Climate change and the expansion of thermophilic fishes in the northwestern Mediterranean: the importance of studying condition and reproduction to understand the increase in their abundance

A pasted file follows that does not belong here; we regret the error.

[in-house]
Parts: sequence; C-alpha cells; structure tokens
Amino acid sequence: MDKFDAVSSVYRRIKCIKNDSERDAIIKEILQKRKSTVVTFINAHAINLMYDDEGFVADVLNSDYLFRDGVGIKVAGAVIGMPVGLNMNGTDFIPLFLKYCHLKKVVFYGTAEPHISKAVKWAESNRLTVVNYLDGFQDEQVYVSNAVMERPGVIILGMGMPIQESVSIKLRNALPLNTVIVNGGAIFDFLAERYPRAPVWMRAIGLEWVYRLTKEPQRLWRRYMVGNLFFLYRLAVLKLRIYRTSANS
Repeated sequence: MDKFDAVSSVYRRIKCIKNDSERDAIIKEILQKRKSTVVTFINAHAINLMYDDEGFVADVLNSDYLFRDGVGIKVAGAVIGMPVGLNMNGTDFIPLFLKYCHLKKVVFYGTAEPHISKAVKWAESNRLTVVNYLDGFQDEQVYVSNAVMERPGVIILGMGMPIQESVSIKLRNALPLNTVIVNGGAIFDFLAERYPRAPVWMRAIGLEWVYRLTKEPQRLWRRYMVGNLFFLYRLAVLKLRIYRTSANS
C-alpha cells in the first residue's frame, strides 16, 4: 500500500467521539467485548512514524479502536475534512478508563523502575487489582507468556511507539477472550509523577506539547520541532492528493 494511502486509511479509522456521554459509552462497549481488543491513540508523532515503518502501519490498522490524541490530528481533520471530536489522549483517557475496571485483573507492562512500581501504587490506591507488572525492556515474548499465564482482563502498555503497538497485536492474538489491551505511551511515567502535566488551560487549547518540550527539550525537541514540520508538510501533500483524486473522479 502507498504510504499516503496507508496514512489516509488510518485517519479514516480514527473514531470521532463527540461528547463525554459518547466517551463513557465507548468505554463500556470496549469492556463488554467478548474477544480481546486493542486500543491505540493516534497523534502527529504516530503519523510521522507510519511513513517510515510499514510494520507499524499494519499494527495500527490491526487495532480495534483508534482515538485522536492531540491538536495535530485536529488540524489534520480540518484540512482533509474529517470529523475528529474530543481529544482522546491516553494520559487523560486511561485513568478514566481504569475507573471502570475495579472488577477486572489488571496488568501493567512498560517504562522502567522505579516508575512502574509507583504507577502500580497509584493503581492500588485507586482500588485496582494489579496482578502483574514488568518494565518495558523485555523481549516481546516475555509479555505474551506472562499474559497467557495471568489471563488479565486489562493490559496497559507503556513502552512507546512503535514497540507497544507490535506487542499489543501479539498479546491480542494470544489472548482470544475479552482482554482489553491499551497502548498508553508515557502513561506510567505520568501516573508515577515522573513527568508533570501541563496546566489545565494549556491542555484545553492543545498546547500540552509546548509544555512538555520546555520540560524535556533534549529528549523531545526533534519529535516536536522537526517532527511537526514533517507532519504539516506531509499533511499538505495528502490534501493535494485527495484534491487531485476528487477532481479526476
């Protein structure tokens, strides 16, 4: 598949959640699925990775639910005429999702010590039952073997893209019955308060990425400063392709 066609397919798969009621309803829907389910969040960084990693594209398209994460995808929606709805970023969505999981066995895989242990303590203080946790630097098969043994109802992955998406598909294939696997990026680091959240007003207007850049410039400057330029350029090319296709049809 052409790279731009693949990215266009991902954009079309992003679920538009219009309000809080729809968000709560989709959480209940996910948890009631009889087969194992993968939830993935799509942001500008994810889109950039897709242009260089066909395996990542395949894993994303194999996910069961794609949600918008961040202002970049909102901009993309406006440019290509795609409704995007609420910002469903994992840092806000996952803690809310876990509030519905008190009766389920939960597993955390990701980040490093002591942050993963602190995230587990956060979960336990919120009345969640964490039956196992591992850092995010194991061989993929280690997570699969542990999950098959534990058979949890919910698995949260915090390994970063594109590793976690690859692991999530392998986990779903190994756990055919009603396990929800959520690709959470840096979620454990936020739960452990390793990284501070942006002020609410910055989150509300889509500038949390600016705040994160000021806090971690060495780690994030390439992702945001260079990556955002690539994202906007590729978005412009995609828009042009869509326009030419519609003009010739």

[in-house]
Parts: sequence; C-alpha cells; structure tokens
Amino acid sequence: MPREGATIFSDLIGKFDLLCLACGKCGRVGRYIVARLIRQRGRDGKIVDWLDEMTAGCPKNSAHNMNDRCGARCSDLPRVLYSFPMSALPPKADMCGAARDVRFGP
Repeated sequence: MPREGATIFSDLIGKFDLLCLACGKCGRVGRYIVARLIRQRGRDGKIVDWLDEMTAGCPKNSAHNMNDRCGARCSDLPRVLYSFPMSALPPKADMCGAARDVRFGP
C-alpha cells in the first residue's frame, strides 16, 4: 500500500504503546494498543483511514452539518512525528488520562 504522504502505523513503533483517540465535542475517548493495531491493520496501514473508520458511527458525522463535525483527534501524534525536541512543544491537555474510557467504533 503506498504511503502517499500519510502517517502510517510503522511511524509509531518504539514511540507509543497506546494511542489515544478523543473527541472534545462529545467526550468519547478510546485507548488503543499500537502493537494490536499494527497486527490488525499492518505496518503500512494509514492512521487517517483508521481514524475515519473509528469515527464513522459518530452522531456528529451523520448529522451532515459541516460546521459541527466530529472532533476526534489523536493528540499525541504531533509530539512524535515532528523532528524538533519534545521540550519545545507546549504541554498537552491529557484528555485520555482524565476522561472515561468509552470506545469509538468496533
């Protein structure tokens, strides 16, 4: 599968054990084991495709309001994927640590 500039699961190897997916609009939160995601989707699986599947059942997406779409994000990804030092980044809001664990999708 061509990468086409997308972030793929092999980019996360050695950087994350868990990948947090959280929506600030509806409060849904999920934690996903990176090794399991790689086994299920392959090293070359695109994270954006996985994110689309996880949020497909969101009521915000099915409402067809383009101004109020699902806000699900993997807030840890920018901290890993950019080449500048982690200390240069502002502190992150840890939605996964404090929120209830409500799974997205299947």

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A direct consequence of sea warming in the Mediterranean is a increase in the abundance of thermo-tolerant species fish species such as Sphyraena viridensis, Pomadasys incisus, Pomatomus saltatrix and Trachinotus ovatus. The results of this thesis indicated that different thermal-related biological responses may exist depending on the species, which in turn strengthens the claim that temperature plays a key role in regulating the physiology of fishes, especially in those warm-water species spreading northwards. Climate change is at least partly responsible for the northward spread and increasing abundance of warm-water species, and their physiological adaptations to the rising sea temperatures might indeed be playing an important role in the establishment into areas these thermophilic fauna did not previously occupy. ​
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